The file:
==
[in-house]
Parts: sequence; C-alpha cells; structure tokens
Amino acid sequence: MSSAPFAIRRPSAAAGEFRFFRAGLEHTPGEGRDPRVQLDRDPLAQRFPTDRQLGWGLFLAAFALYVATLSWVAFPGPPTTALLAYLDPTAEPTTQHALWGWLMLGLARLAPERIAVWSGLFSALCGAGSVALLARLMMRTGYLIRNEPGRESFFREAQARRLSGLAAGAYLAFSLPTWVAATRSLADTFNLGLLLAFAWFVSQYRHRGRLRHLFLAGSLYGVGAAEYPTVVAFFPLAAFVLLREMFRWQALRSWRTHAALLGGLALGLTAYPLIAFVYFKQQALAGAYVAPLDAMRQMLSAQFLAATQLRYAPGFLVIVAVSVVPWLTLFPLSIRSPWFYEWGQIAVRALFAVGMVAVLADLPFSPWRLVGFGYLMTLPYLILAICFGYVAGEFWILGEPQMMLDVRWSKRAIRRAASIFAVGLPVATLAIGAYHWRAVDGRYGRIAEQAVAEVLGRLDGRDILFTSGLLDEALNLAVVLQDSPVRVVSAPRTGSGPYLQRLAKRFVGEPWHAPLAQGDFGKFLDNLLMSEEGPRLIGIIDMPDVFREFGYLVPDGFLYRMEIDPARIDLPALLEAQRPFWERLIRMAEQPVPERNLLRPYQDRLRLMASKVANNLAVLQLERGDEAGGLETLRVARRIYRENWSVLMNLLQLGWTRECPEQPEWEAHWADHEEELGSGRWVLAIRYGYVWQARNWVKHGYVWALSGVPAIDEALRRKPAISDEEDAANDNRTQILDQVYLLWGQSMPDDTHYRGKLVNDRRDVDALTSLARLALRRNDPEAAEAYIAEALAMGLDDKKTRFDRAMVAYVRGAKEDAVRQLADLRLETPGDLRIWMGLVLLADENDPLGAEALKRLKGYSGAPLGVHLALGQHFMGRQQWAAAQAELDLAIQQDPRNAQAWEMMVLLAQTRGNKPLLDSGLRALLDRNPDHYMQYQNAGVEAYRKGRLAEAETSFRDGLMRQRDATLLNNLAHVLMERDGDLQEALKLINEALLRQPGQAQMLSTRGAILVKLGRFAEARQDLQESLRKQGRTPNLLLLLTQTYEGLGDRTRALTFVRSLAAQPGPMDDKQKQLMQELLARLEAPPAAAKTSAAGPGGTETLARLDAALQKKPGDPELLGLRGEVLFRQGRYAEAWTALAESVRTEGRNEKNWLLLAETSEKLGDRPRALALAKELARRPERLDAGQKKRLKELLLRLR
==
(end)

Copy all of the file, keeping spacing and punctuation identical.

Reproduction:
[in-house]
Parts: sequence; C-alpha cells; structure tokens
Amino acid sequence: MSSAPFAIRRPSAAAGEFRFFRAGLEHTPGEGRDPRVQLDRDPLAQRFPTDRQLGWGLFLAAFALYVATLSWVAFPGPPTTALLAYLDPTAEPTTQHALWGWLMLGLARLAPERIAVWSGLFSALCGAGSVALLARLMMRTGYLIRNEPGRESFFREAQARRLSGLAAGAYLAFSLPTWVAATRSLADTFNLGLLLAFAWFVSQYRHRGRLRHLFLAGSLYGVGAAEYPTVVAFFPLAAFVLLREMFRWQALRSWRTHAALLGGLALGLTAYPLIAFVYFKQQALAGAYVAPLDAMRQMLSAQFLAATQLRYAPGFLVIVAVSVVPWLTLFPLSIRSPWFYEWGQIAVRALFAVGMVAVLADLPFSPWRLVGFGYLMTLPYLILAICFGYVAGEFWILGEPQMMLDVRWSKRAIRRAASIFAVGLPVATLAIGAYHWRAVDGRYGRIAEQAVAEVLGRLDGRDILFTSGLLDEALNLAVVLQDSPVRVVSAPRTGSGPYLQRLAKRFVGEPWHAPLAQGDFGKFLDNLLMSEEGPRLIGIIDMPDVFREFGYLVPDGFLYRMEIDPARIDLPALLEAQRPFWERLIRMAEQPVPERNLLRPYQDRLRLMASKVANNLAVLQLERGDEAGGLETLRVARRIYRENWSVLMNLLQLGWTRECPEQPEWEAHWADHEEELGSGRWVLAIRYGYVWQARNWVKHGYVWALSGVPAIDEALRRKPAISDEEDAANDNRTQILDQVYLLWGQSMPDDTHYRGKLVNDRRDVDALTSLARLALRRNDPEAAEAYIAEALAMGLDDKKTRFDRAMVAYVRGAKEDAVRQLADLRLETPGDLRIWMGLVLLADENDPLGAEALKRLKGYSGAPLGVHLALGQHFMGRQQWAAAQAELDLAIQQDPRNAQAWEMMVLLAQTRGNKPLLDSGLRALLDRNPDHYMQYQNAGVEAYRKGRLAEAETSFRDGLMRQRDATLLNNLAHVLMERDGDLQEALKLINEALLRQPGQAQMLSTRGAILVKLGRFAEARQDLQESLRKQGRTPNLLLLLTQTYEGLGDRTRALTFVRSLAAQPGPMDDKQKQLMQELLARLEAPPAAAKTSAAGPGGTETLARLDAALQKKPGDPELLGLRGEVLFRQGRYAEAWTALAESVRTEGRNEKNWLLLAETSEKLGDRPRALALAKELARRPERLDAGQKKRLKELLLRLR